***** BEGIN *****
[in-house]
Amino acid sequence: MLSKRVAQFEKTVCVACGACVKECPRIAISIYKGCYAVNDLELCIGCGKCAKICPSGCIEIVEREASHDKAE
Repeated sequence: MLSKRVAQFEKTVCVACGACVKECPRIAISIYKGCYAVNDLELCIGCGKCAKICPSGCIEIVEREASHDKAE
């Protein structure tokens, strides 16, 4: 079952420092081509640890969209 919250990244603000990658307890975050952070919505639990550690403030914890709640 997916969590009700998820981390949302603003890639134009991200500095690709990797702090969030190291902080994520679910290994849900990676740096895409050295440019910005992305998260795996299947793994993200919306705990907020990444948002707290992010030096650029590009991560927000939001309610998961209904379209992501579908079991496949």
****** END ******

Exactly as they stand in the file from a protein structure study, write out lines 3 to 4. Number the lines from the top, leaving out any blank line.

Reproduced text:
Repeated sequence: MLSKRVAQFEKTVCVACGACVKECPRIAISIYKGCYAVNDLELCIGCGKCAKICPSGCIEIVEREASHDKAE
């Protein structure tokens, strides 16, 4: 079952420092081509640890969209 919250990244603000990658307890975050952070919505639990550690403030914890709640 997916969590009700998820981390949302603003890639134009991200500095690709990797702090969030190291902080994520679910290994849900990676740096895409050295440019910005992305998260795996299947793994993200919306705990907020990444948002707290992010030096650029590009991560927000939001309610998961209904379209992501579908079991496949």